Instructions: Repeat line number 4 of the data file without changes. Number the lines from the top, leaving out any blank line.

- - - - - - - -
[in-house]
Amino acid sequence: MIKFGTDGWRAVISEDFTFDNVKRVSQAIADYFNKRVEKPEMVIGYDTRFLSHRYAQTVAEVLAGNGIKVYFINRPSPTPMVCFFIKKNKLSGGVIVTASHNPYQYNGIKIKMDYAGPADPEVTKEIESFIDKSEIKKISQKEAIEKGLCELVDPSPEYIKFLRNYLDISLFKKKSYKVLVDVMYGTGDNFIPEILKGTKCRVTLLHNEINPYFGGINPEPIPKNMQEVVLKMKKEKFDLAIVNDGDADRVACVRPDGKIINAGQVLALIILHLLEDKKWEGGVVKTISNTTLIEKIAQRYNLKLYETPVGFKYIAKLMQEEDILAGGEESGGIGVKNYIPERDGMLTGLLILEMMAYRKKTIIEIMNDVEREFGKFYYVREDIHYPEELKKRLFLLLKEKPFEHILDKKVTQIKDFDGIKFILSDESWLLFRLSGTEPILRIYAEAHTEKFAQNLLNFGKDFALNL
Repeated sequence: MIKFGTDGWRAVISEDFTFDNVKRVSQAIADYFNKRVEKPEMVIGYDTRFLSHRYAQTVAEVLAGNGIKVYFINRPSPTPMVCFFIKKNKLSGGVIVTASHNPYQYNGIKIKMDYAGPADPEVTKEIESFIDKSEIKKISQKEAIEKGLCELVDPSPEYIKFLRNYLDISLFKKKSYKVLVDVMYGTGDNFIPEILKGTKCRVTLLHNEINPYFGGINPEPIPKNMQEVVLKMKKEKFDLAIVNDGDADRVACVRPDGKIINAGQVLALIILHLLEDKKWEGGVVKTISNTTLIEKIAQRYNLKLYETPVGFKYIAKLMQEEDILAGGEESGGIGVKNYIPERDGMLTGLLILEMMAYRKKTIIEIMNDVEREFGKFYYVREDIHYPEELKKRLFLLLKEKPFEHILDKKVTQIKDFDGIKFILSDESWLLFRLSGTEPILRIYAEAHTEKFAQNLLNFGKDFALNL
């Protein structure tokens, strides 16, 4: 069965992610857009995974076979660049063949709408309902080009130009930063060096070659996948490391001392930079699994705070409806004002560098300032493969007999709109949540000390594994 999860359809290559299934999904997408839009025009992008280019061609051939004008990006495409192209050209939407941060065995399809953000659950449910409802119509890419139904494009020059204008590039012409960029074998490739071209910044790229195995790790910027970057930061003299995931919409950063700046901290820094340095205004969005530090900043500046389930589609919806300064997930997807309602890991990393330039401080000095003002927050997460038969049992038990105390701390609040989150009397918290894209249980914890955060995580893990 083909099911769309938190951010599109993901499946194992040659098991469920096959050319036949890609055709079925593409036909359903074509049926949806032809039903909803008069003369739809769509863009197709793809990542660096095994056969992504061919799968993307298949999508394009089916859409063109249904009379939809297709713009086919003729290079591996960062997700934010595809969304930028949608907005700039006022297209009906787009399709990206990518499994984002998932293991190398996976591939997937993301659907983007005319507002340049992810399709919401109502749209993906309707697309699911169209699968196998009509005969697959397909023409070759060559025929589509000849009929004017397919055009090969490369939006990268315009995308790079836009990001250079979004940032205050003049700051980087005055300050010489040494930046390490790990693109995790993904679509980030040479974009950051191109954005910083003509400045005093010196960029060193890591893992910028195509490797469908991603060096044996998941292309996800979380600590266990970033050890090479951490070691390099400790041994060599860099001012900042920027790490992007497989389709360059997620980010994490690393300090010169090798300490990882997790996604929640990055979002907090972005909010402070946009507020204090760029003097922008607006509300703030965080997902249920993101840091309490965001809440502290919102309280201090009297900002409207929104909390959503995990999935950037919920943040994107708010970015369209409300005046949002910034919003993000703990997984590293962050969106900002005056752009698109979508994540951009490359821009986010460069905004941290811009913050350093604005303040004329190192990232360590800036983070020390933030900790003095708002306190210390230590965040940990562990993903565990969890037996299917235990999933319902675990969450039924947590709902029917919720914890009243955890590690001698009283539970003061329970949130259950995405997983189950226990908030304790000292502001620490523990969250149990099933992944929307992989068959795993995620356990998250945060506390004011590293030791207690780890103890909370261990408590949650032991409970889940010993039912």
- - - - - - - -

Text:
């Protein structure tokens, strides 16, 4: 069965992610857009995974076979660049063949709408309902080009130009930063060096070659996948490391001392930079699994705070409806004002560098300032493969007999709109949540000390594994 999860359809290559299934999904997408839009025009992008280019061609051939004008990006495409192209050209939407941060065995399809953000659950449910409802119509890419139904494009020059204008590039012409960029074998490739071209910044790229195995790790910027970057930061003299995931919409950063700046901290820094340095205004969005530090900043500046389930589609919806300064997930997807309602890991990393330039401080000095003002927050997460038969049992038990105390701390609040989150009397918290894209249980914890955060995580893990 083909099911769309938190951010599109993901499946194992040659098991469920096959050319036949890609055709079925593409036909359903074509049926949806032809039903909803008069003369739809769509863009197709793809990542660096095994056969992504061919799968993307298949999508394009089916859409063109249904009379939809297709713009086919003729290079591996960062997700934010595809969304930028949608907005700039006022297209009906787009399709990206990518499994984002998932293991190398996976591939997937993301659907983007005319507002340049992810399709919401109502749209993906309707697309699911169209699968196998009509005969697959397909023409070759060559025929589509000849009929004017397919055009090969490369939006990268315009995308790079836009990001250079979004940032205050003049700051980087005055300050010489040494930046390490790990693109995790993904679509980030040479974009950051191109954005910083003509400045005093010196960029060193890591893992910028195509490797469908991603060096044996998941292309996800979380600590266990970033050890090479951490070691390099400790041994060599860099001012900042920027790490992007497989389709360059997620980010994490690393300090010169090798300490990882997790996604929640990055979002907090972005909010402070946009507020204090760029003097922008607006509300703030965080997902249920993101840091309490965001809440502290919102309280201090009297900002409207929104909390959503995990999935950037919920943040994107708010970015369209409300005046949002910034919003993000703990997984590293962050969106900002005056752009698109979508994540951009490359821009986010460069905004941290811009913050350093604005303040004329190192990232360590800036983070020390933030900790003095708002306190210390230590965040940990562990993903565990969890037996299917235990999933319902675990969450039924947590709902029917919720914890009243955890590690001698009283539970003061329970949130259950995405997983189950226990908030304790000292502001620490523990969250149990099933992944929307992989068959795993995620356990998250945060506390004011590293030791207690780890103890909370261990408590949650032991409970889940010993039912």